Last week, a bunch of people from our congregation spent a Saturday morning on various helping projects - some helped renovate houses, some did landscaping or stream cleanup, and about 10 of us went to a retirement home to visit the residents.
There were quite a few kids on our team; I signed us up for this one because I thought it would suit Ian. He's friendly, he's a good talker, he can sing "Twinkle Twinkle Little Star."
Okay, seriously: I signed up because I'm on staff at this church, and I need to be living out the vision of the church and modeling wholehearted participation and MAN ALIVE DO I NOT FEEL LIKE DOING CHURCH STUFF ON A SATURDAY UNDER ANY CIRCUMSTANCES. So that's the full extent of my suffering for the kingdom - spending a couple of hours visiting old folks in the day room. Yes, I am a fine, fine example. I felt like I had to sign up for something, and so I found something that I could do with the kid. Nice, eh? Why yes, I am quite saintly. I am one saintly mother.
And may I just point out, my little tiny ridiculous suffering is NOT particularly compounded by the fact that it was a nursing home, on account of my mom's long stay in one. So no credit is due me for overcoming nursing home squick.
Anyway, here is my point. The group took nosegays to some residents, and those were well-received. We found a quite corner, pulled out the markers and made some greeting cards to pass out. That was fun.
And then the group kind of split up, and we found ourselves visiting some ladies in another common room. Each was in a wheelchair, kind of wheeled into random positions, not to watch TV or look out a window or converse. One woman was parked on the linoleum, and someone from church was chatting with her, and she was clearly distressed, shouting. And I thought, okay, we'll be fine over here singing for the unresponsive patients for the rest of the hour. No way we're visiting the shouter.
But I do have some small sliver of heart, and it got the better of me. I saw the distressed woman gazing at Ian, and I couldn't conscience staying away. We can over and said hello. Ian took her hand. She frailly stroked his hair.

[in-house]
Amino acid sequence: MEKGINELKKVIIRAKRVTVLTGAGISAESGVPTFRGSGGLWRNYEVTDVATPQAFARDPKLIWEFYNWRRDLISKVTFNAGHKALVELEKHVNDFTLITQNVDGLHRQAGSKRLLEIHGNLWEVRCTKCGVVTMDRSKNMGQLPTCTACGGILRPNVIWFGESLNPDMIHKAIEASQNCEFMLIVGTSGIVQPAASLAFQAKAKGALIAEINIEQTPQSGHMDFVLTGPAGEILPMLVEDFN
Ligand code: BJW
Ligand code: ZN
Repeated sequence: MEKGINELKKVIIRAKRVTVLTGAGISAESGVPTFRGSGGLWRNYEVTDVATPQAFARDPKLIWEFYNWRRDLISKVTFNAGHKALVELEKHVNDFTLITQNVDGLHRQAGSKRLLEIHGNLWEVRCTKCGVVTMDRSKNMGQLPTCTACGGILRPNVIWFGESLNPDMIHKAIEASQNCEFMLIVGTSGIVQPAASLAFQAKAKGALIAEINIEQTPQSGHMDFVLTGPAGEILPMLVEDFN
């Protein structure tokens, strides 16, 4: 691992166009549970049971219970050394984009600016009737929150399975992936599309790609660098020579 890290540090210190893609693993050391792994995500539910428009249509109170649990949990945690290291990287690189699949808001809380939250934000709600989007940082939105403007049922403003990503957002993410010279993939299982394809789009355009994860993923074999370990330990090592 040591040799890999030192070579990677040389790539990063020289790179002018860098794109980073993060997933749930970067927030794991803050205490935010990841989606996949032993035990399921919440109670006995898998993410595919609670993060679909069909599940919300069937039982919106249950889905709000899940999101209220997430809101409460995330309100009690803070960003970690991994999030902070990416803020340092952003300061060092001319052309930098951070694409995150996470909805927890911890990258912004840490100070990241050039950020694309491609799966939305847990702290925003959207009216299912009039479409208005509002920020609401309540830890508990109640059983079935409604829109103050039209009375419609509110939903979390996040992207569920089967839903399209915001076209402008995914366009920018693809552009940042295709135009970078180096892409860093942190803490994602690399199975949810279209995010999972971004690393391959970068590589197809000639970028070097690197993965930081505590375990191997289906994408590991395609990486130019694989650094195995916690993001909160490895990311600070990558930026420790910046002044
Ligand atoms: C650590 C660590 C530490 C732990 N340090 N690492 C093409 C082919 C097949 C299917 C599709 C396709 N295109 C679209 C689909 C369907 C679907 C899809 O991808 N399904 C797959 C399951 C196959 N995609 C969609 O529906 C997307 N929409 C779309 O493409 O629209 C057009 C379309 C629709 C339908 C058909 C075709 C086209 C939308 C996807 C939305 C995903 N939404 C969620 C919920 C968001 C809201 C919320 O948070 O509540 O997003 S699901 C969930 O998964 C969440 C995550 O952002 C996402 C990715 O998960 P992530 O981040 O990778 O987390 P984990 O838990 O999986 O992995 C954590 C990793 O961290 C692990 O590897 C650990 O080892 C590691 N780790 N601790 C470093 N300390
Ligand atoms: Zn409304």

Ian cracked out the A material: from "Hi! I am Ian!" through "I am talking! To you! We are talking!" and even a quick verse of "Home on the Range". It's a great program, really. A surefire hit.
As the program went on, though, the woman became distressed again, and started shouting - "I'm sick!" "I want to go home. Can't you please take me home?" "This is an awful place, I would never come back here." "I'm dead already." She was weeping.
Krista and I fell into a silence. Ian looked at the woman, the looked at me.
He cocked his head and said "That lady says she is sick."
Yep, I said, that's why she's here, so doctors can take care of her.
"She wants to go home," he said. His heart was breaking, just beginning to crack.
Yes, she does. You know what that's like, huh?
He stared at her for a long time. "She is very sad."
Yes, she is. You're right, Ian. She is very sad.
Ian put his head on my shoulder.
Eventually I pulled myself together a little, and we prayed, with Ian holding her twisted finger. We stayed with her for a while. Eventually we went on and said hello to some more people. Ian was a little shyer over the next hour.
In the afternoon, his father woke his up from his nap. He looked up from the crib and said "Daddy, are you happy?"
"Yes, I am, Ian. How about you? Are you happy?"
"Yes. I am happy."
If I tell him I don't have all the answers - if I tell him that I, his mother, the person who explains things, doesn't know why some people are desperately unhappy, and there's nothing we can do to solve their problems AND YET God expects us to be with them and hold their hands for their sake and God's sake and I will never in this life know why...
...does that make his world more frightening, or less frightening?
More sad? Or less sad?